Martin Luther King Jr. Addresses Economic Justice


Today’s Martin Luther King Jr. Day commemorates the 50th anniversary of his legacy.

There are sure to be lengthy discussions on his nonviolent approach during segregation and numerous broadcasting segments of his infamous I Have A Dream speech. Of course, these are all very powerful and valuable discussions, especially during these recent times of increased public attention to activism concerning issues that continue to perpetuate the disenfranchisement and systemic injustices faced by communities of color. However, in discussion of King’s messages of equality, what often gets overlooked was his support of economic justice for all people - especially black and brown folk.

At the 11th Annual SCLC Convention in 1967, Dr. King delivered a speech, entitled Where Do We Go From Here?, addressing his concerns about the economic injustice black people face which he argues is the same level of importance as racial injustice.

At the time he gave this speech, there were about 25 million people facing poverty according to the U.S. Census Bureau which was approximately 12% of the population. In 2016, the U.S. poverty rate was 12.7% of the population, which is 40.6 million people. Martin Luther King Jr.’s message about fighting for economic injustice still rings true today as much as they did during his time and the sad fact is the he was speaking about this 50 years ago.

What would Dr. King say today about how economic conditions for people in communities of color and low income communities are slightly higher now than they were 50 years ago?

What would he say now about the fact that 80% of banks in the U.S. leave these communities because they aren’t making as much money from providing services to these communities ass they would in middle-class and wealthier communities? To say he wouldn’t be happy is a huge understatement. Why is it that there are more check cashing stores in many low-income communities than there are fast food restaurants today, let alone healthy food options? Since many people from these communities live paycheck to paycheck, people in these communities cannot afford all the fees associated with bigger banking institutions. For example, some banks require someone to maintain a significant minimum balance in their account in order to keep it open, otherwise they are charged a fine. For someone living paycheck to paycheck, it is not feasible to have unused money, sitting in a bank account when they are struggling to keep the lights on in their home and put food on the table. If people of low socioeconomic status and communities of color had sufficient access to better economic opportunities, such as mobile banking, there wouldn’t be a need for the multitude of check cashing stores that are present in these communities.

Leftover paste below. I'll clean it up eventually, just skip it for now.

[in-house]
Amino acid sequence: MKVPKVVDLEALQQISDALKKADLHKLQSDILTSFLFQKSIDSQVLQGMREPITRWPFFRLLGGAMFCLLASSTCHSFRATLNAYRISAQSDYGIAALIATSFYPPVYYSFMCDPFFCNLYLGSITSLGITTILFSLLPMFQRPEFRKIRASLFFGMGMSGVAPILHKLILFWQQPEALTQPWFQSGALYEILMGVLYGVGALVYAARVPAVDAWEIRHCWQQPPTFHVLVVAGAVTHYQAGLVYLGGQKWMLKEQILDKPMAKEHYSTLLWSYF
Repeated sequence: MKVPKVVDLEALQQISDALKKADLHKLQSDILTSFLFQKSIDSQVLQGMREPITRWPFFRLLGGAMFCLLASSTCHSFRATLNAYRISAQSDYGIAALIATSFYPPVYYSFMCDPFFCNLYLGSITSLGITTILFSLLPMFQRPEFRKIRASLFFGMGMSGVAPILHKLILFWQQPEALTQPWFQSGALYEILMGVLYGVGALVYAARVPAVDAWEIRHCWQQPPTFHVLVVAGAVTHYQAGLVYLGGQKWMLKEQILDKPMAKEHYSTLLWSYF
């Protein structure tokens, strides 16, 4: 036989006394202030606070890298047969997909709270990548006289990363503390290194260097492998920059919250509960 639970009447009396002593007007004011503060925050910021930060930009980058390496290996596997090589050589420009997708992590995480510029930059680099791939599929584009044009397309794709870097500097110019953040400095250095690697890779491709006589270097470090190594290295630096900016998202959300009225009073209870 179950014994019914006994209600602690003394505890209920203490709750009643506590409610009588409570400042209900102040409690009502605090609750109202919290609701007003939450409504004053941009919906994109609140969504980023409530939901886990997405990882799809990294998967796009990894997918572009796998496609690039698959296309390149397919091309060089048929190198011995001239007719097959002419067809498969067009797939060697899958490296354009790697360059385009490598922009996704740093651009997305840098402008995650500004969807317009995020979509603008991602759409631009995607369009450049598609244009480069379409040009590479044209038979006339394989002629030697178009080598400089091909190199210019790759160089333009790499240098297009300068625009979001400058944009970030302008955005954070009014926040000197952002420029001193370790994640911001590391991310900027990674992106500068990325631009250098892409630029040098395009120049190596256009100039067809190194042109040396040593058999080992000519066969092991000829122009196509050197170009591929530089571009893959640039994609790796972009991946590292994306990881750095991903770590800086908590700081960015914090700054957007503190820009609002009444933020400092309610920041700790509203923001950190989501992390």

Dr. King argues that poverty for black people stems from slavery as well as the lack of resources available for black people after slavery ended, despite the promise of reparations.

As a result of slavery later generations of black people have continued to suffer and lack the resources to build their wealth. Yet, they are criticized and reprimanded for being in low-income communities. In describing this relationship between slavery and criticism of black people for their economic status, Dr. King states: 

It was something like keeping a person in prison for a number of years and suddenly discovering that that person is not guilty of the crime for which he was convicted. And you just go up to him and say, "Now you are free," but you don’t give him any bus fare to get to town. You don’t give him any money to get some clothes to put on his back or to get on his feet again in life. And these are so often the very people who tell Negroes that they must lift themselves by their own bootstraps. It’s alright to tell a man to lift himself by his own bootstraps, but it is a cruel jest to say to a bootless man that he ought to lift himself by his own bootstraps.

In celebrating the 50th anniversary of Martin Luther King’s legacy, those of us coming from communities of color and/or low income backgrounds need to continue to fight for economic justice for ourselves, for our families, and for our future generations and leave behind our own legacy of inclusion and equality.

Despite the negative financial history associated with communities of color and low-income communities, FinTech companies are looking for innovative ways to give agency back to people from these communities. Services like mobile banking, are just one of the many options in development to tackle this issue.


Ashley Simons